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+44 (0)1364 642 837 Tobias@Sounding-Bowls.com
Some Basics Of Music

Some Basics of Music

Music is sound given order.

Notes are the first ordering, purifying sound into individual pieces and harmonic sets.

The notes of the traditional scale are created by changing the length of an open string by touching it.

A centre touch, halving the string creates an octave, (the same note only higher.) Touching the 1/3rd point creates a ‘fifth’ higher. Quartering, the second octave, the 1/5th point creates the next musical ‘third’ up and so forth. Third and fifth have come to be called this due to their placement in the major scale.

Rhythm is the second ordering of sound that creates music. A single note plucked with rhythm is musical. Multiple notes without rhythm are not.

Melody is a combination of notes played sequentially in a rhythm, sometimes called a tune.

Harmony is a combination of notes played at the same time.

Volume is the final element, feelings are expressed by loud and soft as they are by rhythm and note. More on this with further links within this page: www.britannica.com/EBchecked/topic/501914/rhythm

The most harmonious sounding intervals are 3rd and 5th with 4th and 6th close behind. The 2nd and 7th are called dissonant, while the gap between the 3rd and the 4th is also dissonant, a ‘semitone’. These names for the intervals are based on the 8 note octave, this is called a ‘diatonic’ scale.

Older ‘pentatonic’ music leaves out the 4th and 7th to create a scale that sounds good whatever notes you play together. Today’s ‘chromatic’ music considers the octave to have 12 notes, including the sharps and flats below as separate notes.

This means that a third is any five steps in the chart below and a fifth is any 8. I have coloured in the intervals in the c scale as example only.

Your Sounding Bowl is tuned in diatonic or pentatonic scales and does not have 12 steps in the octave as illustrated in the chart below.

Basics-chartApps for Phones and Tablets.
you can get tuners, keyboards, all sorts of music making aids and apps. and many are free. These can help with finding your way in the ups and downs of music.. Some let you to play a keyboard. Most of these do not make a good sound but they do make it easier to understand up, down, sharp and flat in the scales and the modes.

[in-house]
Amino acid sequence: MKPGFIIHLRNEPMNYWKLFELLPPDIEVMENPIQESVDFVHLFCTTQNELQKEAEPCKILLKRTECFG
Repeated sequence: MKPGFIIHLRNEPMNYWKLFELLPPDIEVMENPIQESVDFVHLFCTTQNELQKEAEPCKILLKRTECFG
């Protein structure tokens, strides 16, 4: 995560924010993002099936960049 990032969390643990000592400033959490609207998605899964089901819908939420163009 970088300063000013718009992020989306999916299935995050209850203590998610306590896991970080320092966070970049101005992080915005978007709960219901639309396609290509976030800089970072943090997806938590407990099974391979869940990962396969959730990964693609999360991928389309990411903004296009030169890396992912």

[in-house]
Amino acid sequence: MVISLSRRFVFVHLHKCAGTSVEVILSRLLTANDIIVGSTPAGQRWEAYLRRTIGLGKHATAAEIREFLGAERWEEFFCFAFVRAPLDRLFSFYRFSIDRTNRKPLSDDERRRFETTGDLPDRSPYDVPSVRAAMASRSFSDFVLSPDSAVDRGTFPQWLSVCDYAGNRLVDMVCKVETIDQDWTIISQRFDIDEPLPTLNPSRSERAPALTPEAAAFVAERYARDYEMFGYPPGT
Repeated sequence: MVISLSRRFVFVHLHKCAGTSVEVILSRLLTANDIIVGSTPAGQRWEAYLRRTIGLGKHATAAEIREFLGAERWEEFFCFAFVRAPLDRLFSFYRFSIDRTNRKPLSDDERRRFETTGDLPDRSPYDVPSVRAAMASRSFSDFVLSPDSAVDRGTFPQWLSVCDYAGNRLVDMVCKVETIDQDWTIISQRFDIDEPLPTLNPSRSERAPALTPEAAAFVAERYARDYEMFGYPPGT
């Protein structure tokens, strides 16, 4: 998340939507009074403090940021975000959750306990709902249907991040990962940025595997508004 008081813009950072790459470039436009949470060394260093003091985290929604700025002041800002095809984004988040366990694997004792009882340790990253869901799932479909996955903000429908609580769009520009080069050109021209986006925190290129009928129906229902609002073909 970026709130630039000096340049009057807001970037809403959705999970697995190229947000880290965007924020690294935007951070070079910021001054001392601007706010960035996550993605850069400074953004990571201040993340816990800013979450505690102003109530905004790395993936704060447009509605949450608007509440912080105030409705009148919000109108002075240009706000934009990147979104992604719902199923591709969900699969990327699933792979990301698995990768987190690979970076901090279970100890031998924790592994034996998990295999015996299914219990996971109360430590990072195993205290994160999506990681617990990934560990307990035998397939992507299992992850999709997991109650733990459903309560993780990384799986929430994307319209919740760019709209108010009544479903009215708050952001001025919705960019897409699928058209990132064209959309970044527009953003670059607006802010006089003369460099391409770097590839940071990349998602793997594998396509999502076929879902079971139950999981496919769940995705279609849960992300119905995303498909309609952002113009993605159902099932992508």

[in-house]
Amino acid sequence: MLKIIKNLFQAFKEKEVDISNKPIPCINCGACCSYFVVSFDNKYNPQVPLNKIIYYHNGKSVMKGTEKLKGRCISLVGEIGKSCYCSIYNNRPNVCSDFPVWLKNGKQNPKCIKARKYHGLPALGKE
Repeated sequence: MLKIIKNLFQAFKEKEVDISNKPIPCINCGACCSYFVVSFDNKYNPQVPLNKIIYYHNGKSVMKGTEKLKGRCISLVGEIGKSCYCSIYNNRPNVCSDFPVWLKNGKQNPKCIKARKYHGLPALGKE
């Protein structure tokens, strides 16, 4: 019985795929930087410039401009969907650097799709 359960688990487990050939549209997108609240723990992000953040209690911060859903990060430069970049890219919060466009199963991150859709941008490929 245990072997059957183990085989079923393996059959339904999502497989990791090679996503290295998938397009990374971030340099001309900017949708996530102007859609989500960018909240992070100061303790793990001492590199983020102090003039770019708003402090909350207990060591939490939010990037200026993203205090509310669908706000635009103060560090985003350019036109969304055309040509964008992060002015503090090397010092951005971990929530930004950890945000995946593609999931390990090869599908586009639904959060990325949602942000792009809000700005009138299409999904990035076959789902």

Of the various I’ve tried “Keyboard Piano” and “Learn Piano” are useful ones.
Others work as tuners with a needle scale and degrees of accuracy that make reading the scale easy. Of the ones I have tried that can be set to A=432 I like “G-strings Free” SkyBrierly, Chief maker here at Sounding Bowls uses “Pano Tuner” (sic) for i-phone.

Watch/Listen to a Major/minor improvisation on 10 strings.
Watch/Listen to a more complex set of improvisations in a full range of scales
Watch/Listen to a flowing improvisation on 12 strings
Watch/Listen to some wild improvisation on Bridging Bowls

Further explanatory notes and more reading below

Notes are created by tensing a string or blowing a column of wind.
To understand that the notes we use are not arbitrarily chosen it helps to understand this: 


Halving
 the string or flute length creates an octave, the same note only higher. this can be done simply by touching the string or by using a neck as violins and guitars use. Flutes use holes.

Touching the One Third point creates a ‘fifth’ higher.  
Quartering,  creates the second octave, fifteen notes higher
The 1/5th point creates the next musical ‘third,’ 17 notes up and so forth.
The notes we use continue this process for 12 octaves then transpose each of the notes down to become a division of the octave, notes within rather than notes above the first octave. The third and fifth have come to be called this due to their placement in the major scale.

If you wish to go deeper into the celestial beauty of the structure of music I recommend
Wooden Books, a Little book of Coincidence and The Elements of Music are the most relevant amongst their many fascinating titles.
If you wish to get really esoteric I recommend 
Expanding Tonal Awareness by Heiner Ruland or Intervals, Scales, Tones by Maria Reynolds

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